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Maeve’s strangely astute tarot readings make her the talk of the school, until a classmate draws a chilling and unfamiliar card—and then disappears.
After Maeve finds a pack of tarot cards while cleaning out a closet during her in-school suspension, she quickly becomes the most sought-after diviner at St. Bernadette’s Catholic school. But when Maeve’s ex–best friend, Lily, draws an unsettling card called The Housekeeper that Maeve has never seen before, the session devolves into a heated argument that ends with Maeve wishing aloud that Lily would disappear. When Lily isn’t at school the next Monday, Maeve learns her ex-friend has vanished without a trace.
Shunned by her classmates and struggling to preserve a fledgling romance with Lily’s gender-fluid sibling, Roe, Maeve must dig deep into her connection with the cards to search for clues the police cannot find—even if they lead to the terrifying Housekeeper herself. Set in an Irish town where the church’s tight hold has loosened and new freedoms are trying to take root, this sharply contemporary story is witty, gripping, and tinged with mysticism.
First sentence: “The story of how I ended up with the Chokey Card Tarot Consultancy can be told in four detentions, three notes sent home, two bad report cards, and one Tuesday afternoon that ended with me locked in a cupboard. “
Be careful of the power that tarot cards can bring.
For Irish teenager Maeve Chambers, she doesn’t know that. All that she knows is that she was cleaning out the Chokey—a long cupboard akin to a closet in the basement of her school—as punishment and left with tarot cards in her hands. Thus begins her foray into the tarot card business, where Maeve gains the attention from her peers. It’s all great until she does a reading for her ex-best friend Lily, and the next day, said ex-best friend disappears. Did Maeve have a hand at Lily’s disappearance or is there more at foot? Something more sinister and supernatural?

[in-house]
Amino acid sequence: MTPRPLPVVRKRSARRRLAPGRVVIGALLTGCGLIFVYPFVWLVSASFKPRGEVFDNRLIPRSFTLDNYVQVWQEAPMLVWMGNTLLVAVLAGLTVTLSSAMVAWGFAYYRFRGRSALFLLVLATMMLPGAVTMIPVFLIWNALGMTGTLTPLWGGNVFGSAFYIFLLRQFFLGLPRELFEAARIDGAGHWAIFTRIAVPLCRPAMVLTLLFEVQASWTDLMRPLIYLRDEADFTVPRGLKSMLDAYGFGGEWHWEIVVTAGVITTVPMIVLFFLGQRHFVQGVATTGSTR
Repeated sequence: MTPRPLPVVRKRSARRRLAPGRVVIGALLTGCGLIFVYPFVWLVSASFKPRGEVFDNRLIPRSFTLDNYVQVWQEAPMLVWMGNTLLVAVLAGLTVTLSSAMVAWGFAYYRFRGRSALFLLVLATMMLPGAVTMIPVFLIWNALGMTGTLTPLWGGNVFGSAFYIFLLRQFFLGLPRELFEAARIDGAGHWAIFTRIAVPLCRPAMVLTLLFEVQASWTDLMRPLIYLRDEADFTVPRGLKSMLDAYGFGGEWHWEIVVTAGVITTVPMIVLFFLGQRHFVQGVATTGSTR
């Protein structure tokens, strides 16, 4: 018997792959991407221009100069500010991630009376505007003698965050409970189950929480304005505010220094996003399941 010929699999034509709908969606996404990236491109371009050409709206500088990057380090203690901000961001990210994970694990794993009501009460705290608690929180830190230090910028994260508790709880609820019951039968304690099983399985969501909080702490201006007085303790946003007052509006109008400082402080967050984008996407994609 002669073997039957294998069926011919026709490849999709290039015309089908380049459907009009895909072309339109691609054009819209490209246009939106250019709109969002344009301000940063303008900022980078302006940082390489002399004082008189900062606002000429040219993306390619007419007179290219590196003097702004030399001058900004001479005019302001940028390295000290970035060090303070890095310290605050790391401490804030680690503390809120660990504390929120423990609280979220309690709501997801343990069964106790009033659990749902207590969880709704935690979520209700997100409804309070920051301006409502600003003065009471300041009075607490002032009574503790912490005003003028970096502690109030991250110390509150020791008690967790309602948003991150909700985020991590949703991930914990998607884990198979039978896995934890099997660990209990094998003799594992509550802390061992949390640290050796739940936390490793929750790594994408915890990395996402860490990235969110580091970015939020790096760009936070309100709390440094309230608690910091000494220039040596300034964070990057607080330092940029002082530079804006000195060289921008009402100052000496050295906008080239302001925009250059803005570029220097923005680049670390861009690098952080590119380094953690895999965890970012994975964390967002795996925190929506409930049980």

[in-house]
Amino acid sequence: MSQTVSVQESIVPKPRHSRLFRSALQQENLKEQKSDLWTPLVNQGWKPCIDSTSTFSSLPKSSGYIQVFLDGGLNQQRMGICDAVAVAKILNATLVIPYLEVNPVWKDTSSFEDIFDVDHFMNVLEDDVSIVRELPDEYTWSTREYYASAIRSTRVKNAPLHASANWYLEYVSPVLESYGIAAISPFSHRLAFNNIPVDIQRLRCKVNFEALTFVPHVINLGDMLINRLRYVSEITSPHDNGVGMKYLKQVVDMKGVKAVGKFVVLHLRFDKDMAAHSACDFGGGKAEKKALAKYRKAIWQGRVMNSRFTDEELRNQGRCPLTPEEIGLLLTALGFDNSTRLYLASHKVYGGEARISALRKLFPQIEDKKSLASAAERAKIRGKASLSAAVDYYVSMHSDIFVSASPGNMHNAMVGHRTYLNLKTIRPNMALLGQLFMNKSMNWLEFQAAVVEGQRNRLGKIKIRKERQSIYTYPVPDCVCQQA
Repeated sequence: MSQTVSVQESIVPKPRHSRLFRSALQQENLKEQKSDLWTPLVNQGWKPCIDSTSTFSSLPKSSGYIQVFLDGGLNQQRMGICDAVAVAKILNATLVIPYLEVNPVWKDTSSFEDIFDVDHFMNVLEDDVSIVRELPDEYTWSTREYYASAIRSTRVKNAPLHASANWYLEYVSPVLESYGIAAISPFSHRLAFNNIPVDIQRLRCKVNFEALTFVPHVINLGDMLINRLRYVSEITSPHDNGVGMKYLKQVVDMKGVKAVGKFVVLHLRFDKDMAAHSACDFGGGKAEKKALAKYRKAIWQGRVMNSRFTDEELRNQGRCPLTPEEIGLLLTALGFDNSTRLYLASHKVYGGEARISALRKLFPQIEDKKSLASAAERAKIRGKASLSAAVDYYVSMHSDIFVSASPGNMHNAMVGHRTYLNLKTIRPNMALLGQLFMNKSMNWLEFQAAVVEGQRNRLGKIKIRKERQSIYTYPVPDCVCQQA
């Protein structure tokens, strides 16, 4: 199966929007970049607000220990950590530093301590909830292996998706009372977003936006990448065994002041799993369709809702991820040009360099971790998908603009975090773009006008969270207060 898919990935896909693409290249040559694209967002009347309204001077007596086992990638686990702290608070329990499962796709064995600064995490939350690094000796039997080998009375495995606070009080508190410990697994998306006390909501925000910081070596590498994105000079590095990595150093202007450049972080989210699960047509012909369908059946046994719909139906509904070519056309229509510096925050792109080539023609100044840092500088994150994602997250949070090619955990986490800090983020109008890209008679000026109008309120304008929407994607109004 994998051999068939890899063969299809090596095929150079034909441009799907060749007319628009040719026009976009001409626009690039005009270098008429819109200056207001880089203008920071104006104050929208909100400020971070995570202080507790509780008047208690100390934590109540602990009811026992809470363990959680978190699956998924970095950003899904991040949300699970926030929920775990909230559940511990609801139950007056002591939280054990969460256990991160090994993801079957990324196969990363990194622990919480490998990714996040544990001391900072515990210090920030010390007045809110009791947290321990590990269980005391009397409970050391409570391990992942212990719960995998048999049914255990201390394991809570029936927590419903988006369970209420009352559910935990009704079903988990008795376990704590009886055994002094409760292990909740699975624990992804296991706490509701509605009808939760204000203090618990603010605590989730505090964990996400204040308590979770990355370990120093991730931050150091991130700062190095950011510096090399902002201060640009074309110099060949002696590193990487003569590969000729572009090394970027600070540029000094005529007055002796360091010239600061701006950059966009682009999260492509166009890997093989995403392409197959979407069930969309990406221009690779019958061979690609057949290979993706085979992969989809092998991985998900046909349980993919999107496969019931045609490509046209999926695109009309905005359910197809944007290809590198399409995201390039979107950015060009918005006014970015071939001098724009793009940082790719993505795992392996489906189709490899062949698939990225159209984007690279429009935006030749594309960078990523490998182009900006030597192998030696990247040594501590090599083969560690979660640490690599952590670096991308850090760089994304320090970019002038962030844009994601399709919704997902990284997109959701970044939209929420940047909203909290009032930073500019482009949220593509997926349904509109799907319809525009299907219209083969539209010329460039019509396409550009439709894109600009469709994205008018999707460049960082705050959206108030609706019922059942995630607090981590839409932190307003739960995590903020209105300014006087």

Tarot cards are a big part of this story, and it’s fantastic. It all started with those tarot cards that Maeve found in the Chokey. It set up this whole mystery of Lily disappearing and supernatural happenings to begin. I love the way the tarot cards are woven into the story, especially how this mysterious Housekeeper card keeps popping up out of nowhere. It’s such a good way of introducing a supernatural element to the mystery (I loved , and in turn gives the story a great ominous, kind of spooky tone.
Also, I love that we get to see the art for the cards that Maeve pulls throughout the book. We get to see how the High Priestess card looks like as well as the Magician, the Page of Cups, and the mysterious Housekeeper.
Maeve may not be entirely likable, but that’s what makes her an interesting character to read. You don’t particularly have to care for Maeve—she’s done shitty things to her friend all for the sake of being popular with the well-known kids (but that’s normal—trying to find acceptance in any way you can), and she’s very self-centered, not realizing the effect her actions and lack of awareness has on others. However, that’s what makes Maeve interesting to read—to see how she grows throughout the book, especially with what she does to reconcile her treatment of the people around her in light of Lily’s disappearance.
Maeve may not be the most likable character in the book, but the supporting characters are. The supporting characters—specifically Fiona and Roe—are fantastic characters who everybody will fall in love with! Fiona is that type of person who you’d want in your corner. You will instantly understand why Maeve admires her. (Also Filipino representation!) And then there’s Roe, a sweet non-binary bisexual who’s Lily’s older boyfriend and a love interest for Maeve. He has to deal with a lot of shit thrown at him—his sister’s disappearance, but also people giving him shit for his gender and sexual identity. Both characters make Maeve become more aware of things she never concerned herself with (but they do).
It’s inclusive and has tons of representation. I love the inclusivity in All Our Hidden Gifts. You have diverse characters who are bisexual, gender fluid, Filipino, and lesbian. They aren’t treated as afterthoughts; if they were taken away from the story, the heart of the book would be lost. (That’s how big of an impact they play in the book.)
This book also highlights the issues these marginalized people face in a way that isn’t checking off a diversity checklist nor is the way it’s discussed like a generalized textbook answer. There are scenes where homophobia is presented—The Children of Brigid, a religious cult group that gains traction by spewing hatred and inducting lost teenagers into their campaign against LGBTQ+ rights—and what allyship does. (Aaron, the asshole who runs Children of Brigid, is quite a lackluster villain since things with his character fizzled out. It sucks, but homophobia unfortunately doesn’t magically go away.)
If you want romance, it is here. I don’t like reading romance in YA, but if you do, there’s definitely a sweet romance here.
Should you read All Our Hidden Gifts? Yeah, you gotta know what type of ominous stuff Maeve gets into with her tarot cards.
Tasya @ The Literary Huntress says
That cover is brilliant! I’ve never heard of this book before, but I’m gonna check it out!